New's attack on the Catholics in Alliance for the Common Good's policy proposal is a reflection of an all-consuming hypocrisy plaguing an ideologically entrenched pro-life establishment. Crisis Pregnancy Centers rely on a welfare system to support the women they persuade to become mothers while pro-life groups and politicians actively undermine the very programs and agencies that are the only resources available to support many women who want to have a child, as CPCs know.
In 2007, The Children's Defense Fund published its Congressional Scorecard on the best and worst legislators for children. The organization scored congressmembers votes on many of the policies that help pregnant women decide whether to parent or abort. The votes were on Head Start, increasing the minimum wage, reauthorizing and increasing funding for S-CHIP, increasing funding for children with disabilities, job training, Medicaid funding, helping youth pay for college, and tax-relief for low-income families with children. Based on their votes on these issues, the Children's Defense Fund ranked 143 congressmembers as 'the worst" for children. Of the 143 worst legislators, 100% are pro-life.
The long-established, and long-dominant pro-life complex speaks out of both sides of its mouth, praising crisis pregnancy centers and yet disparaging the social services upon which they rely. In the upcoming months, the Obama administration will be revealing its common ground agenda and one part of it promises to be supports for pregnant women. It is just the sort of agenda designed to appeal to a nascent pragmatic and moderate pro-life movement. Let's hope this rising voice of reason can lead the crisis pregnancy center movement to support an administration plan to help struggling families and indigent pregnant women. Praise for CPCs can't come packaged with attacks on the very supports they rely upon. It not only defeats common ground; it defeats reason.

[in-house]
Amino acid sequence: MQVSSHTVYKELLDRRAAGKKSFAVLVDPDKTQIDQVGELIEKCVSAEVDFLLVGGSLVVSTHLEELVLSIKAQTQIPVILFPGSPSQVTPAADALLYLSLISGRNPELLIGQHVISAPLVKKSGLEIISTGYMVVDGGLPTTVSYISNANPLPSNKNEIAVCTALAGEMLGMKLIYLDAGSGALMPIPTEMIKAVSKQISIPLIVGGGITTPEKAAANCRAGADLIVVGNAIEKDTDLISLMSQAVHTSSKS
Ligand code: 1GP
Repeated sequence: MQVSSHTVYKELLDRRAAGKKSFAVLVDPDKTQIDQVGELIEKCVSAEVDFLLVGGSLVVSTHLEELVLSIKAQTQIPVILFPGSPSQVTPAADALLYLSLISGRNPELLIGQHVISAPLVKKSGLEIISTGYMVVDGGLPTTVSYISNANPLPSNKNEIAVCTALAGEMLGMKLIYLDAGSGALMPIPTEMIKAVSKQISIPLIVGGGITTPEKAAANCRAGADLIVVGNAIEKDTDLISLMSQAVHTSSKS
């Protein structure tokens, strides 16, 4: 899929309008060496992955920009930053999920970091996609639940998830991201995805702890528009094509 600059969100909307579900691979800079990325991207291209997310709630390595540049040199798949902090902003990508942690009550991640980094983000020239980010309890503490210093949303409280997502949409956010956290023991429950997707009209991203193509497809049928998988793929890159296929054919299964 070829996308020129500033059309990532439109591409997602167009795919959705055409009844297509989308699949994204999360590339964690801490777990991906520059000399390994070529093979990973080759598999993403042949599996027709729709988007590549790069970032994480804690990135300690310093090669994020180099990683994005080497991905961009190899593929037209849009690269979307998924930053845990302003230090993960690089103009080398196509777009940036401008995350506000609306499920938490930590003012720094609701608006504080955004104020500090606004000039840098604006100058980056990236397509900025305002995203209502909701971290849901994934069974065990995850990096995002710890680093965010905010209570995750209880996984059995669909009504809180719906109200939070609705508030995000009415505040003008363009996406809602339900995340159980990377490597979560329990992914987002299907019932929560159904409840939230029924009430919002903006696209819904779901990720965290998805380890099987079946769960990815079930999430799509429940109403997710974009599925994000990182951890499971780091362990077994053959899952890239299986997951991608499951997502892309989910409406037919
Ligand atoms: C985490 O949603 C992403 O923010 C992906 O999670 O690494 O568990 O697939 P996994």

Joseph Schiedler, president of the Pro-life Action League, wrote an op-ed in USA Today claiming pro-lifers who embark on the search for common ground betray the pro-life cause and, in making his case, reveals the classic characteristics of pro-life schizophrenia. He writes,
"There is no evidence that increasing social programs -- such as low-cost health care and day care, college grants and maternity homes -- will impact a woman's abortion decision. It is rare in our experience to find a woman who says the reason she is choosing abortion is that she doesn't have day care, or that she'd rather go to college...More than 3,000 pregnancy centers in the U.S. are ready to help a woman with material needs, emotional support, counseling and medical care. Anyone who wants to stop abortion should promote these centers."
Once we begin to till the soil of common ground, these contradictions and inconsistencies will become clearer. It is then that pragmatic pro-lifers may realize there will be unlikely partners along the path to genuine pro-life victories.
This post originally appeared on RHRealityCheck.org's OnCommonGround forum which publishes perspectives and breaking news on common ground in the abortion conflict. Join the conversation at OnCommonGround or follow us on www.twitter.com/commongrnd